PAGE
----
Feb 18, 2009

The Five Year Mission explained

The topic of my thesis is the recent rise of Steampunk, a term for a subgenre of science fiction which supposes an alternate history of the world wherein 19th century technology achieves 21st century capabilities. It is a world that might have been had Jules Verne been an inventor rather than a writer of fiction. In these alternate histories, airships, submarines, and even computers are constructed long before they were in reality. The genre ostensibly belongs to a category of writing Fredric Jameson calls “postmodern fantastic historiography” conjuring up a world of mixed ontologies, which conveys “the feel of the real past better than any of the facts themselves” (368-69).

Context. A reading list of Steampunk works contains a diverse assortment of writers: from Steampunk pioneers Tim Powers and James Blaylock to celebrated postmodern fiction writer Thomas Pynchon; children’s writers such as Philip Reeve and Kenneth Oppel. It spans genres, moving from its ostensible home of science fiction into horror in Kim Newman’s Anno Dracula, to fantasy in Philip Pullman’s Golden Compass, to political commentary in Theodore Judson’s Fitzpatrick’s War, to graphic novels which suppose alternate, “gaslight” settings for popular characters such as Superman and Batman. In the visual medium of film, the wide range of genres in which Steampunk elements appear is equally varied: consider the period drama The Prestige contrasted with action film Van Helsing. Given this wide array of works employing Steampunk elements, it is my contention that the designation “Steampunk” is less a narrative classification based solely on technology than it is a visual aesthetic containing particular key elements. Steampunk has moved beyond narrative constraints and is now a form of fashion, an approach to visual art and home decor, and even serves a taxonomic function for pop-music artists such as Abney Park and Vernian Process. It is the appropriation of Steampunk as a music “form” which most clearly demonstrates that while Steampunk has literary origins, its current realization is as a multi-media aesthetic. Abney Park and the Vernian Process have very little in common musically; but the musicians in both groups dress in a neo-Victorian manner, sharing a visual aesthetic, not musical articulation. This aesthetic as manifested within a cultural phenomenon which reads Steampunk works, views Steampunk film, dresses up in Steampunk fashion, or adorns its homes with Steampunk décor is not seeking a futuristic eutopia, but what Timothy Unwin calls a retrotopia, “a nostalgic turning back to an age of innocence … and a revival of that past in the present and the future” (339).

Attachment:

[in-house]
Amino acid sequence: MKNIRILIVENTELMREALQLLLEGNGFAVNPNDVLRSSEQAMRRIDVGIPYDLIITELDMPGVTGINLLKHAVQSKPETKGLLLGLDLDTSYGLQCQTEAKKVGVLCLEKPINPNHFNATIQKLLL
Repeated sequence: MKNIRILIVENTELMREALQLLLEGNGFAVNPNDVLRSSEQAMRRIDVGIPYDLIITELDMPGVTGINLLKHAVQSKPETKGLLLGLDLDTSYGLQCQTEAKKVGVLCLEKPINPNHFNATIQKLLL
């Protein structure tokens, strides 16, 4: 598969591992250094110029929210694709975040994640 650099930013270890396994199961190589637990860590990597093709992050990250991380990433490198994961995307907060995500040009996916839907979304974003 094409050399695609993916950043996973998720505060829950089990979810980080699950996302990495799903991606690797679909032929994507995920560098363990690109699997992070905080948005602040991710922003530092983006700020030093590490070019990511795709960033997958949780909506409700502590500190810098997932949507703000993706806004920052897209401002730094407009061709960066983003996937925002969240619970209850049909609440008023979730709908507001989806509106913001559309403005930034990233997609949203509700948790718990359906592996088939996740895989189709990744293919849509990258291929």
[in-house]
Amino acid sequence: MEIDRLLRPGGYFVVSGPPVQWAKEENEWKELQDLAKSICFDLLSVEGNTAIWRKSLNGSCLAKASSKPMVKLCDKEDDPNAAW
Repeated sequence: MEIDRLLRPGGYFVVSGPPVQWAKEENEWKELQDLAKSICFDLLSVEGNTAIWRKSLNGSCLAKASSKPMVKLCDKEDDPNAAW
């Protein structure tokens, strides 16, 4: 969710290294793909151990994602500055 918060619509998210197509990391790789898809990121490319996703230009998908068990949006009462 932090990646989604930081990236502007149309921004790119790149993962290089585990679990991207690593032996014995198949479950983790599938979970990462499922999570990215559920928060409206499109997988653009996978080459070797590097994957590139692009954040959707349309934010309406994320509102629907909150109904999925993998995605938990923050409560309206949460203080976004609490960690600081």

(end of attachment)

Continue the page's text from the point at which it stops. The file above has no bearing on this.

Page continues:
Contribution to the advancement of knowledge. To date, the only in-depth scholarship on Steampunk has been an article in Extrapolation by Steffen Hantke, and by association, Dana Shiller’s dissertation and journal article on Neo-Victorian fiction. Both writers are concerned primarily with how Steampunk and Neo-Victorian writing affects the historical discourse as it regards the era the works are set in, whereas the objective of my inquiry will be to examine the role of this retrotopic longing in Steampunk’s aesthetic, the mythologized representation of the Victorian-era society, to examine the evolution of the debate on Enlightenment as manifested in the postmodern fictions of Steampunk, specifically in relation to the ideas of progress, science and humanism.